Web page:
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aamc fl #16 Chem and phys section

Discussion in 'MCAT Study Question Q&A' started by yjj8817, Aug 21, 2015.

  1. yjj8817

    7+ Year Member

    Mar 14, 2010
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    I am confused about this question can anyone help?

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  2. BerkReviewTeach

    BerkReviewTeach Company Rep & Bad Singer
    Vendor 10+ Year Member

    May 25, 2007
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    From an organic chemistry perspective, you can consider protecting groups. If you recall from carbonyl chemistry, ketals (RO-C-OR) are the protected form of ketones. They are inert to many reactions. That can be applied to the sugar linkage. In choices A, B, and C, you'll notice that the right sugar (ß-D-glucopyranose in each case) is in its hemiacetal state (the right side of the right sugar is RO-C1-OH), which is not protected. It can undergo oxidation (converting Ag+ into Ag(s), forming the "silver mirror" in a Tollen's test), which is why they are referred to as reducing sugars.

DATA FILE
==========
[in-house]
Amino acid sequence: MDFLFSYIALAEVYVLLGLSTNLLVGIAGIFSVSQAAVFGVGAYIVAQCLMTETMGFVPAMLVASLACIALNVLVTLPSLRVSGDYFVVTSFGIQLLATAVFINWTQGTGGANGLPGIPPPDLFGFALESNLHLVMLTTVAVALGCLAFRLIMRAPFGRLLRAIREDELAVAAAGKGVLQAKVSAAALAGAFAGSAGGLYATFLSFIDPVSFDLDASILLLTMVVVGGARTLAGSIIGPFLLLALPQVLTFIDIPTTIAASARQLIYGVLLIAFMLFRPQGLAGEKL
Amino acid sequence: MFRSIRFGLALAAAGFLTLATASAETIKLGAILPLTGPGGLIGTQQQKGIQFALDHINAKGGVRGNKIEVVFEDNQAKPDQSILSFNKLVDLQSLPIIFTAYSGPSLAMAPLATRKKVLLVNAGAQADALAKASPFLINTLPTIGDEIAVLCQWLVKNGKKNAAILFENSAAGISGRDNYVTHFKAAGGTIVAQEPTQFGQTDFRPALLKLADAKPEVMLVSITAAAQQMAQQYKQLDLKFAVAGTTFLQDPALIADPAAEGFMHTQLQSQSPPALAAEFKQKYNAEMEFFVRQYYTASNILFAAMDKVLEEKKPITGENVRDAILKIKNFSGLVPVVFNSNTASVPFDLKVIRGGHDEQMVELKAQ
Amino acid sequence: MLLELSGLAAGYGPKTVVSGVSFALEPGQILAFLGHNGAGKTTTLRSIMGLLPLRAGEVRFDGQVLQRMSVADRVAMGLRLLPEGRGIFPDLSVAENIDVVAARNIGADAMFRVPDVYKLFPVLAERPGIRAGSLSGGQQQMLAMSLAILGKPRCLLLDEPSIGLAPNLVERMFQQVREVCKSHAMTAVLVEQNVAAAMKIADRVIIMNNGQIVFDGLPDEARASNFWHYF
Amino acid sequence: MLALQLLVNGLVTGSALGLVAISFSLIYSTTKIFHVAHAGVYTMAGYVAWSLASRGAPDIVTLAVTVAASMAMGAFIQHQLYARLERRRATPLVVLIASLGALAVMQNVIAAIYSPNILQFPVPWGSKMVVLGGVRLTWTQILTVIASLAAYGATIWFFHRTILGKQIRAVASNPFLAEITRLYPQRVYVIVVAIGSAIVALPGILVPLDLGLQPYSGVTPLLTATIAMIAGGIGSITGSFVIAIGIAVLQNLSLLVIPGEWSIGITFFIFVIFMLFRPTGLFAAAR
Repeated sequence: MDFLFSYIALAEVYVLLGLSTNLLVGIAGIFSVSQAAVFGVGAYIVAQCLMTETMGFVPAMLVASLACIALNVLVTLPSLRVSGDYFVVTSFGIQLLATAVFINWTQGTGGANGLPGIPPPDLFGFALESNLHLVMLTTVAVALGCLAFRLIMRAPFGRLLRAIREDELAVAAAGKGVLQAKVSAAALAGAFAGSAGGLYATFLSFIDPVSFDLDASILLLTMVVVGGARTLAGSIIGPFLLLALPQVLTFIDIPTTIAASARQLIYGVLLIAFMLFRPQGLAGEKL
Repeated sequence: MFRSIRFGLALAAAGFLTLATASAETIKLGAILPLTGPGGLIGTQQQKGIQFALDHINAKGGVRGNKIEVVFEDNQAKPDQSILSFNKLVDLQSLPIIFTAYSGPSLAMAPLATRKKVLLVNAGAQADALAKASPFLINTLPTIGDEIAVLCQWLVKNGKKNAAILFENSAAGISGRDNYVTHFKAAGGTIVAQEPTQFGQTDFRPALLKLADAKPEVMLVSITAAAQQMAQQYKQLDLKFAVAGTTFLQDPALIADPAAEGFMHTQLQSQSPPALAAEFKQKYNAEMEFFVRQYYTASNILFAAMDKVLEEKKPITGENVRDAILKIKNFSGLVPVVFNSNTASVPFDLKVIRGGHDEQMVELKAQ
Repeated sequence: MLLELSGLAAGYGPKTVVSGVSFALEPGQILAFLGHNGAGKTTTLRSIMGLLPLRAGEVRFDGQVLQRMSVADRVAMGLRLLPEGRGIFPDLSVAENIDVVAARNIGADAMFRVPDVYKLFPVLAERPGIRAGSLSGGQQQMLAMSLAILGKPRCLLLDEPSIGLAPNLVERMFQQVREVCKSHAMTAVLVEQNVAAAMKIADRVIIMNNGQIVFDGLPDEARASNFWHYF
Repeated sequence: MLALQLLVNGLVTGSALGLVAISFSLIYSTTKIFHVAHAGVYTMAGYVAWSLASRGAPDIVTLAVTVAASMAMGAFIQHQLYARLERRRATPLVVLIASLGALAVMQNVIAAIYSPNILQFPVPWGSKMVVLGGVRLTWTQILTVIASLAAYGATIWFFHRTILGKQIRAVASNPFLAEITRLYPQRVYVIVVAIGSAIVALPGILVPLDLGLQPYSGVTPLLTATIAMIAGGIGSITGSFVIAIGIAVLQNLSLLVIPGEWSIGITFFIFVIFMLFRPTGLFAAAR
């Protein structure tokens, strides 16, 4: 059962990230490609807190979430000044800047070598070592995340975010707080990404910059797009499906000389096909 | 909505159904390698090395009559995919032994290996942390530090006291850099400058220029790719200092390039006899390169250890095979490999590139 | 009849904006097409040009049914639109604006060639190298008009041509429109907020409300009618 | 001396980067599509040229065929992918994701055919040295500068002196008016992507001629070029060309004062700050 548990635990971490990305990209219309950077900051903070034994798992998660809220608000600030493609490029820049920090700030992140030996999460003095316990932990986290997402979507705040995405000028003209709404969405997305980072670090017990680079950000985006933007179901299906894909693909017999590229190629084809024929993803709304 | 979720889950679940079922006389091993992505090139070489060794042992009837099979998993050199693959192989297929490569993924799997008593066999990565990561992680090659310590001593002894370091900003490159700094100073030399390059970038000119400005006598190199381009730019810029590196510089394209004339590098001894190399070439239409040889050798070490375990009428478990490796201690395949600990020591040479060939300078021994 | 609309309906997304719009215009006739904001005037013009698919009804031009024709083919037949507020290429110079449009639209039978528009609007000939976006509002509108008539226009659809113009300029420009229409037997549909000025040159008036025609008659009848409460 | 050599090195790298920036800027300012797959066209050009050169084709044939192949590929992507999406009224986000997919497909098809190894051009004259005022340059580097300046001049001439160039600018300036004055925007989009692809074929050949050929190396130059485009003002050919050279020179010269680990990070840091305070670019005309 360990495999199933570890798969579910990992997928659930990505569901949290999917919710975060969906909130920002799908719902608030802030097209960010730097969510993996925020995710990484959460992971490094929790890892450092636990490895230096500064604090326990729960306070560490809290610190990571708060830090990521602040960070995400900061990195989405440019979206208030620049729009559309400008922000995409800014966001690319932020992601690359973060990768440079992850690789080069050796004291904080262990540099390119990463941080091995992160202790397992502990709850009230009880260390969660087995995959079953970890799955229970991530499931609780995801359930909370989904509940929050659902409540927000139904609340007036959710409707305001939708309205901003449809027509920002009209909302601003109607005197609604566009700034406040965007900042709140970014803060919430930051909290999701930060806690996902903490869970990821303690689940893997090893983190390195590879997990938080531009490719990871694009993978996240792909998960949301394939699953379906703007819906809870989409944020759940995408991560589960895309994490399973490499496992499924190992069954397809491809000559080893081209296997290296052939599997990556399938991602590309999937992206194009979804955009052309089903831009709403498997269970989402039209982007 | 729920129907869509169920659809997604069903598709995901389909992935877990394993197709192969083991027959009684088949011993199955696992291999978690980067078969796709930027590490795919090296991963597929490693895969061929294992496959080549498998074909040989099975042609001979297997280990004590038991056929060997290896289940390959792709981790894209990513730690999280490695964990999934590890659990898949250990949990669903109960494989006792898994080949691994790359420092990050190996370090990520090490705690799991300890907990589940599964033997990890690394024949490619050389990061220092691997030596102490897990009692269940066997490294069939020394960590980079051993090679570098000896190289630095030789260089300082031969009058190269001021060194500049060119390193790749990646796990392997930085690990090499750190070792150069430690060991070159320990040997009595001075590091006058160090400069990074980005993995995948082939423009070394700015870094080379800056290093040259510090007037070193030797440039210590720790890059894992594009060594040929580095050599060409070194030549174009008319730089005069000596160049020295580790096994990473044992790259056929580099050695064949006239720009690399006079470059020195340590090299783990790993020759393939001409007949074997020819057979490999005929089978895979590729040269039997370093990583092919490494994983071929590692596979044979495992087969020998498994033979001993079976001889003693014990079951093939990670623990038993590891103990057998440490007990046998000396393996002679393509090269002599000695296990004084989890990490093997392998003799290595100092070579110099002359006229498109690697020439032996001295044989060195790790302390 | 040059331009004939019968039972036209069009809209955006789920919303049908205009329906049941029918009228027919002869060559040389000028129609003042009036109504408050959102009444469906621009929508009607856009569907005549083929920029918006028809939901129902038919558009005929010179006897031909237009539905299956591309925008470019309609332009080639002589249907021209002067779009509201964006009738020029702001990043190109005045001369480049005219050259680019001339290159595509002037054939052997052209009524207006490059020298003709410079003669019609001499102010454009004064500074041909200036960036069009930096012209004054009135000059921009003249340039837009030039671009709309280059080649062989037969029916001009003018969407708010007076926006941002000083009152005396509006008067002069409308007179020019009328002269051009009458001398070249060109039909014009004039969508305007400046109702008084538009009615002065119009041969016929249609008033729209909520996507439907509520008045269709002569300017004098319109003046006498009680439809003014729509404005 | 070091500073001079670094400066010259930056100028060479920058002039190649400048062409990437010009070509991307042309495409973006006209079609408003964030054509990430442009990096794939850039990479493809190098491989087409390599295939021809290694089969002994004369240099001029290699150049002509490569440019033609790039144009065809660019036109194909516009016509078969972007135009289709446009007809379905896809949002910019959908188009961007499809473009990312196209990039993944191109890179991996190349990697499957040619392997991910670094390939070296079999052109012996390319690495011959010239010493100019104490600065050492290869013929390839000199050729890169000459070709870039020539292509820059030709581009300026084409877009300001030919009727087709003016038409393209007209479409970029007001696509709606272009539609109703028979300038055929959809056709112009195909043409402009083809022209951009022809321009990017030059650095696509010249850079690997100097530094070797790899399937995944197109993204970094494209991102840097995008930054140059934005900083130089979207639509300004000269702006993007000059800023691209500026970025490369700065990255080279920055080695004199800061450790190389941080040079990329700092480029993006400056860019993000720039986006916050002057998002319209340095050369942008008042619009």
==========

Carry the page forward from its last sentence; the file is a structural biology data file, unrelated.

In sucrose (choice D), it is a linkage between the anomeric carbon (C1) of glucose and the anomeric carbon (C2) of fructose. This results in a ketal linkage (rather than hemi), so the sugar cannot be oxidized (is not a reducing sugar). In essence, it is protected.

    If you happen to have a BR organic book, then look at Book 2 pages 106 and 110.

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